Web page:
When building an aircraft that is to fly on electric power, you have to approach the design like an abstract painter approaches a canvas—with limited regard for convention or tradition. As such, in developing a fully electric aircraft, NASA is now in the midst of ground testing a radical 31-foot-span carbon composite wing that employs 18 small, electrically-driven motors powered by lithium-ion-phosphate batteries. The multiple, small engine approach is called Distributed Electric Propulsion (DEP) and the experimental wing is known as the Hybrid-Electric Integrated Systems Testbed (HEIST), part of NASA’s Leading Edge Asynchronous Propeller Technology (LEAPTech) project, which aims to prove that electric power will deliver improved efficiency and safety, as well as environmental and economic benefits. LEAPTech is a key element of NASA’s plan to help a significant portion of the aircraft industry transition to electrical propulsion within the next decade.
Among the potential benefits:
- Greater efficiency. The electric power plants are expected to be about twice as efficient as turbine engines, 3x to 4x more efficient than piston engines. Each motor can be operated independently at different speeds for optimized performance.
- DEP planes produce zero in-flight carbon emissions.
- Unlike jet engines the electric variety are not air breathing—so there will be no power shortfall with altitude or on hot days.
- Integration improvements will come from shrinking the wing. The current general aviation aircraft have large wings to meet a 61-kt. stall-speed certification requirement. Airflow from the multiple leading-edge propellers means the DEP wing will get increased lift at lower airspeeds. So meeting the 61-kt. requirement can be accomplished with a much smaller wing.
- Increased propulsion redundancy with multiple small engines, the aircraft will have the ability to better tolerate any single engine failure.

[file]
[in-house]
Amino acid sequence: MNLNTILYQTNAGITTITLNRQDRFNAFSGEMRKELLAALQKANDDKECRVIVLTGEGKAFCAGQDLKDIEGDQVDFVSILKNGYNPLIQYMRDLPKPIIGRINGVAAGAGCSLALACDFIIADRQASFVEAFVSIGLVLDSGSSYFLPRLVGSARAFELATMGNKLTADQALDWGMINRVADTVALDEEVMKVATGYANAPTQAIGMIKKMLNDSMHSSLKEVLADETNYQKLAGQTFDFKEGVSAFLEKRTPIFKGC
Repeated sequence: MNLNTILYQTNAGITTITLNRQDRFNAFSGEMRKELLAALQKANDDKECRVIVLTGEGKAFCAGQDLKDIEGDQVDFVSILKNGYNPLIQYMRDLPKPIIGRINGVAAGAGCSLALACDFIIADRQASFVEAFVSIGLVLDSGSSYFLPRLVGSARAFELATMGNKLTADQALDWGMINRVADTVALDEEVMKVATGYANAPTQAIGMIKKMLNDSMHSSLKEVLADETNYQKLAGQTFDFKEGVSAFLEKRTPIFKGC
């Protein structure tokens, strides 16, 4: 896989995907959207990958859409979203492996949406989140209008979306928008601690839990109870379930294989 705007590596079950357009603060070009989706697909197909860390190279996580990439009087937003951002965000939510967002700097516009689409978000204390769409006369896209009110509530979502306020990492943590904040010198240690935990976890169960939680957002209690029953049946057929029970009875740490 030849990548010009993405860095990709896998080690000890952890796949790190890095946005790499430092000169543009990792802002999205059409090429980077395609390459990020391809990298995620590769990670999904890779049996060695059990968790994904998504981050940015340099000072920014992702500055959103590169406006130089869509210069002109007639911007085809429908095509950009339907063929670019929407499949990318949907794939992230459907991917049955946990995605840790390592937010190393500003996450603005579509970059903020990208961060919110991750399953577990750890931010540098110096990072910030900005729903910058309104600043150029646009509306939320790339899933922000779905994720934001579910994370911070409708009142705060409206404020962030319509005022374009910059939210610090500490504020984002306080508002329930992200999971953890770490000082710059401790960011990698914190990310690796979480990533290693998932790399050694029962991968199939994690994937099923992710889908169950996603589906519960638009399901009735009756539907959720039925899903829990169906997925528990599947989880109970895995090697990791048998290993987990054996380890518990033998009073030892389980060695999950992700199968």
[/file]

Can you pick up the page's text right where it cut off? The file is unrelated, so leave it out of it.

- They will be relatively quiet. The goal is to achieve a 15 dB lower community noise envelope than current aircraft of the same size.
Using electric propulsion, however, does present design challenges. There are weight penalties (the battery packs required, weigh much more than aviation fuel) and batteries are expensive (for example, the 65 kWhr battery pack in a Tesla is valued at about $25K).
Going forward, NASA has approved a three-year, $15 million project to fly a DEP X-plane based on an Italian-built Tecnam P2006T twin-engine four-seat aircraft. The wings and engines would be removed and replaced with an improved version of the LEAPTech wing and 10-12 small electrically driven propellers. This demonstrator could pave the way for a 60-90 seat hybrid-electric regional airliner.
Electric aircraft are already flying. The E-fan plane from Airbus Group is a fully electric aircraft that operates exclusively via twin 30kw fan engines powered by 120 lithium polymer batteries stored in its wings. Built from carbon fiber composites, it weighs only 1100 pounds and can stay aloft for 45 to 60 minutes. Its batteries can be recharged in one hour, according to Airbus. The two-seater is CO2 emission-free and nearly silent in flight. Since its first flight on March 11, 2014, the E-fan plane has now performed 100 test flights with more than 49 flight hours in total. In its most recent demonstration flight, it flew across the English Channel.
Airbus says it is only planning to build E-fan planes for entry-level pilot training. The company has established a subsidiary named Voltair to build the aircraft in a new factory in the city of Pau, France. The E-fan 2.0 is scheduled to fly in 2016 with deliveries beginning in 2017.